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ised scholars in whom the cult for antiquity had undermined Christian faith--else had he not been acceptable to Queen Isabella. Some authors, including Ranke, have described him as occupying the post of Secretary of Latin Letters. Officially he never did. His knowledge of Latin, in a land where few were masters of the language of diplomatic and literary intercourse, was brought into frequent service, and it was no uncommon thing for him to turn the Spanish draft of a state paper or despatch into Latin." He refused a chair in the University of Salamanca, but consented on one occasion to deliver a lecture before its galaxy of distinguished professors and four thousand students. He chose for his subject the second satire of Juvenal, and for more than an hour held his listeners spellbound under the charm of his eloquence. He thus described his triumph: Domum tanquam ex Olympo victorem primarii me comitantur. * During these prosperous years in Spain, the promise made to Cardinal Ascanio Sforza was faithfully kept, though the latter's early fall from his high estate in Rome diverted Martyr's letters to other personages. With fervent and unflagging interest he followed the swift march of disastrous events in his native Italy. The cowardly murder of Gian Galeazzo by his perfidious and ambitious nephew, Lodovico il Moro; the death of the magnificent Lorenzo in Florence; the accession to power of the unscrupulous Borgia family, with Alexander VI. upon the papal throne; the French invasion of Naples—all these and other similar calamities bringing in their train the destruction of Italy, occupied his attention and filled his correspondence with lamentations and sombre presages for the future. * Talvolta era incaricato di voltare in latino le correspondenze diplomatiche pin importanti. I ministri oilor segretari ne faceano la minuta in ispagnuolo, edegli le recava nella lingua che era allora adoperata come lingua internazionale.

Ciampi, Nuova Antologia, tom. iii., p. 69. * Opus Epistolarum. Ep. lvii.

He was the first to herald the discovery of the new world/ and to publish the glory of his unknown compatriot to their countrymen. To Count Giovanni Borromeo he wrote concerning the return of Columbus from his first voyage: . . . rediit ab Antipodibus occiduis Christophorus quidam Colonus, vir ligur, qui a meis regibus ad hanc provinciam tria vix impetraverat navigia, quia fabulosa, que dicebat, arbitrabantury rediit preciosum multarum rerum sed auri precipue, qua suapte natura regiones generant tulit. Significant is the introduction of the great navigator: Christophorus quidam Colonus, vir ligur. There was nothing more to know or say about the sailor of lowly origin and obscure beginnings, whose great achievement shed glory on his unconscious fatherland and changed the face of the world.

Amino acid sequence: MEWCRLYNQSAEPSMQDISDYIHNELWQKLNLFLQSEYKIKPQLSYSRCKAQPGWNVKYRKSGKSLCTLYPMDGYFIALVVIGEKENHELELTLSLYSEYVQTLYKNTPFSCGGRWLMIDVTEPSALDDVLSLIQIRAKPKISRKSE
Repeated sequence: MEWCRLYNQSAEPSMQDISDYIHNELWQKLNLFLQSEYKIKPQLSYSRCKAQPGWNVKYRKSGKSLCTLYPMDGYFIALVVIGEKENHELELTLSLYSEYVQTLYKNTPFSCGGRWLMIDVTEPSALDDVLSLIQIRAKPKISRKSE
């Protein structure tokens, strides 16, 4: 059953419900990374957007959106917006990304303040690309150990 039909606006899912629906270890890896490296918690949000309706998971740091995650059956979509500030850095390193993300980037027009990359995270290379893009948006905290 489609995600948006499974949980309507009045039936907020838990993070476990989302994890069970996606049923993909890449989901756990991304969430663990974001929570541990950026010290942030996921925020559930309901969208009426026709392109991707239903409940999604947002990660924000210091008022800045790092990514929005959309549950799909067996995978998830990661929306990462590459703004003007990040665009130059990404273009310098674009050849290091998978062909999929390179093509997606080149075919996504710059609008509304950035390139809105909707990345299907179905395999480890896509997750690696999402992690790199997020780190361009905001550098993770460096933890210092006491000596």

III

In the year 1497 Peter Martyr was designated for a diplomatic mission that gratified his ambition and promised him an opportunity to revisit Rome and Milan.

Ladislas II., King of Bohemia, sought to repudiate his wife Beatrice, daughter of King Ferdinand of Naples, and widow of Matthias Corvinus, King of Hungary. Being a princess of Aragon, the outraged lady's appeal in her distress to her powerful kinsman in Spain found Ferdinand of Aragon disposed to intervene in her behalf. It was to champion her cause that Peter Martyr was chosen to go as ambassador from the Catholic sovereigns to Bohemia, stopping on his way at Rome to lay the case before the Pope. In the midst of his preparations for the journey the unwelcome and disconcerting intelligence that Pope Alexander VI. leaned rather to the side of King Ladislas reached Spain. This gave the case a new and unexpected complexion. The Spanish sovereigns first wavered and then reversed their decision. The embassy was cancelled

and the disappointed ambassador cheated of the distinction and pleasure he already tasted in anticipation. Four years later circumstances rendered an embassy to the Sultan of Egypt imperative. Ever since the fall of Granada, which was followed by the expulsion of Moors and Jews from Spain or their forcible conversion to Christianity if they remained in the country, the Mussulman world throughout Northern Africa had been kept in a ferment by the lamentations and complaints of the arriving exiles. Islam throbbed with sympathy for the vanquished, and thirsted for vengeance on the oppressors. The Mameluke Sultan of Egypt, aroused to action by the reports of the persecution of his brethren in blood and faith, threatened reprisals, which he was in a position to carry out on the persons and property of the numerous Christian merchants in the Levant, as well as on the pilgrims who annually visited the Holy Land. The Franciscan friars, guardians of the holy places in Palestine, were especially at his mercy. Representations had been made in Rome and referred by the Pope to Spain. King Ferdinand temporised, denying the truth of the reports of persecution and alleging that no oppressive measures had been adopted against the Moors, describing whatever hardships they may have suffered as unavoidably incidental to the reorganisation of the recently acquired provinces. His tranquillising assurances were not accepted with unreserved credence by the Sultan. By the year 1501, the situation had become so strained, owing to the knowledge spread through the Mussulman world that an edict of general expulsion was in preparation, that it was decided to despatch an embassy to soothe the Sultan's angry alarm and to protect, if possible, the Christians within his dominions from the threatened vengeance. For this delicate and novel negotiation, Peter Martyr was chosen. The avowed object of his mission has been suspected of masking some undeclared purpose, though what this may have